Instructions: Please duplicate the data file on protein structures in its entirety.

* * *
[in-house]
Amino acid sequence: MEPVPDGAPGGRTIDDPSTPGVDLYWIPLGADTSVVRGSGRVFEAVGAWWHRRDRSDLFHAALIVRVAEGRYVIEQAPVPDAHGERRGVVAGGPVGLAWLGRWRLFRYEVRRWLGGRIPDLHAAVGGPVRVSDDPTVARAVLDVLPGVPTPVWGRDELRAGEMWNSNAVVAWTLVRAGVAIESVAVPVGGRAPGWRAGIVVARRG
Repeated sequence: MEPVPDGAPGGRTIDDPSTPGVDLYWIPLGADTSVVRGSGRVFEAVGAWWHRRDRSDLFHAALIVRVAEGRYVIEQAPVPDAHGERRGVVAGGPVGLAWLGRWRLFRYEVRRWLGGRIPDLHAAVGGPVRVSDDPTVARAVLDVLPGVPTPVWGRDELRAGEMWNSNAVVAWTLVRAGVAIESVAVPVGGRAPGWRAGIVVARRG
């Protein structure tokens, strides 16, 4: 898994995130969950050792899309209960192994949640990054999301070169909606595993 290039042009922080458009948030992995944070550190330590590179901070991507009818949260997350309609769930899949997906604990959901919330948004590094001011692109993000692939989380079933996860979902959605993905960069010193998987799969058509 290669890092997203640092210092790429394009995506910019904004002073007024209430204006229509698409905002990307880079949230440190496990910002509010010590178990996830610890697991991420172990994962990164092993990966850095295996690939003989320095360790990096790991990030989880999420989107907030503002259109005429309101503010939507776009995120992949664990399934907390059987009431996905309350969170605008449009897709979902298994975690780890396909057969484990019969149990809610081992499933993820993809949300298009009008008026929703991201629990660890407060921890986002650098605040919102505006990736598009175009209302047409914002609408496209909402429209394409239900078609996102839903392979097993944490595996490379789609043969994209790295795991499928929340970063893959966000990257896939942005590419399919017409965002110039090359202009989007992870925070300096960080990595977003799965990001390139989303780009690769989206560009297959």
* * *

[in-house]
Amino acid sequence: MEPVPDGAPGGRTIDDPSTPGVDLYWIPLGADTSVVRGSGRVFEAVGAWWHRRDRSDLFHAALIVRVAEGRYVIEQAPVPDAHGERRGVVAGGPVGLAWLGRWRLFRYEVRRWLGGRIPDLHAAVGGPVRVSDDPTVARAVLDVLPGVPTPVWGRDELRAGEMWNSNAVVAWTLVRAGVAIESVAVPVGGRAPGWRAGIVVARRG
Repeated sequence: MEPVPDGAPGGRTIDDPSTPGVDLYWIPLGADTSVVRGSGRVFEAVGAWWHRRDRSDLFHAALIVRVAEGRYVIEQAPVPDAHGERRGVVAGGPVGLAWLGRWRLFRYEVRRWLGGRIPDLHAAVGGPVRVSDDPTVARAVLDVLPGVPTPVWGRDELRAGEMWNSNAVVAWTLVRAGVAIESVAVPVGGRAPGWRAGIVVARRG
């Protein structure tokens, strides 16, 4: 898994995130969950050792899309209960192994949640990054999301070169909606595993 290039042009922080458009948030992995944070550190330590590179901070991507009818949260997350309609769930899949997906604990959901919330948004590094001011692109993000692939989380079933996860979902959605993905960069010193998987799969058509 290669890092997203640092210092790429394009995506910019904004002073007024209430204006229509698409905002990307880079949230440190496990910002509010010590178990996830610890697991991420172990994962990164092993990966850095295996690939003989320095360790990096790991990030989880999420989107907030503002259109005429309101503010939507776009995120992949664990399934907390059987009431996905309350969170605008449009897709979902298994975690780890396909057969484990019969149990809610081992499933993820993809949300298009009008008026929703991201629990660890407060921890986002650098605040919102505006990736598009175009209302047409914002609408496209909402429209394409239900078609996102839903392979097993944490595996490379789609043969994209790295795991499928929340970063893959966000990257896939942005590419399919017409965002110039090359202009989007992870925070300096960080990595977003799965990001390139989303780009690769989206560009297959």